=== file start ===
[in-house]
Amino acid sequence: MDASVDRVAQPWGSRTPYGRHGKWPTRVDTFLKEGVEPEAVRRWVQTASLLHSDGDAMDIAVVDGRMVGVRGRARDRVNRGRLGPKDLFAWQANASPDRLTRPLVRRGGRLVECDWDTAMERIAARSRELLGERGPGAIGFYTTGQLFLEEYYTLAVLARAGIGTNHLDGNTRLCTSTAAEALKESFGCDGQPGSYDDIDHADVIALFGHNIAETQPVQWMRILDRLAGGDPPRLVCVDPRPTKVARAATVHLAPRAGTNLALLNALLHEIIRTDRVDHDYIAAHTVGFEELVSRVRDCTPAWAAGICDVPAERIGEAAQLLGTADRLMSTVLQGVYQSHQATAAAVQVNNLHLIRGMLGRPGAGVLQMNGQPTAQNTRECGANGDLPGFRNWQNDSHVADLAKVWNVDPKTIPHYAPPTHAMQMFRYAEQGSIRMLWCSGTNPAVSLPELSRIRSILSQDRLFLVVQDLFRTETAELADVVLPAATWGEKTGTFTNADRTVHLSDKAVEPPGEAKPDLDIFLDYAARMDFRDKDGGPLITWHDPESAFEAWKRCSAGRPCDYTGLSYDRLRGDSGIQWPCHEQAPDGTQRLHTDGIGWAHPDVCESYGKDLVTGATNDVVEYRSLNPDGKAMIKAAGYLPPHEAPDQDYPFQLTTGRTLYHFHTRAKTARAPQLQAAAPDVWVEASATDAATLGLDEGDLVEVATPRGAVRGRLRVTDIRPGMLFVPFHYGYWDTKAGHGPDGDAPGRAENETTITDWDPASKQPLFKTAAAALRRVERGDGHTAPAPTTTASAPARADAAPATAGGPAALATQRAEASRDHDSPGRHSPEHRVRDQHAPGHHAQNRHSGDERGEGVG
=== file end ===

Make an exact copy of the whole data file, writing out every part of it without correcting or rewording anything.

[in-house]
Amino acid sequence: MDASVDRVAQPWGSRTPYGRHGKWPTRVDTFLKEGVEPEAVRRWVQTASLLHSDGDAMDIAVVDGRMVGVRGRARDRVNRGRLGPKDLFAWQANASPDRLTRPLVRRGGRLVECDWDTAMERIAARSRELLGERGPGAIGFYTTGQLFLEEYYTLAVLARAGIGTNHLDGNTRLCTSTAAEALKESFGCDGQPGSYDDIDHADVIALFGHNIAETQPVQWMRILDRLAGGDPPRLVCVDPRPTKVARAATVHLAPRAGTNLALLNALLHEIIRTDRVDHDYIAAHTVGFEELVSRVRDCTPAWAAGICDVPAERIGEAAQLLGTADRLMSTVLQGVYQSHQATAAAVQVNNLHLIRGMLGRPGAGVLQMNGQPTAQNTRECGANGDLPGFRNWQNDSHVADLAKVWNVDPKTIPHYAPPTHAMQMFRYAEQGSIRMLWCSGTNPAVSLPELSRIRSILSQDRLFLVVQDLFRTETAELADVVLPAATWGEKTGTFTNADRTVHLSDKAVEPPGEAKPDLDIFLDYAARMDFRDKDGGPLITWHDPESAFEAWKRCSAGRPCDYTGLSYDRLRGDSGIQWPCHEQAPDGTQRLHTDGIGWAHPDVCESYGKDLVTGATNDVVEYRSLNPDGKAMIKAAGYLPPHEAPDQDYPFQLTTGRTLYHFHTRAKTARAPQLQAAAPDVWVEASATDAATLGLDEGDLVEVATPRGAVRGRLRVTDIRPGMLFVPFHYGYWDTKAGHGPDGDAPGRAENETTITDWDPASKQPLFKTAAAALRRVERGDGHTAPAPTTTASAPARADAAPATAGGPAALATQRAEASRDHDSPGRHSPEHRVRDQHAPGHHAQNRHSGDERGEGVG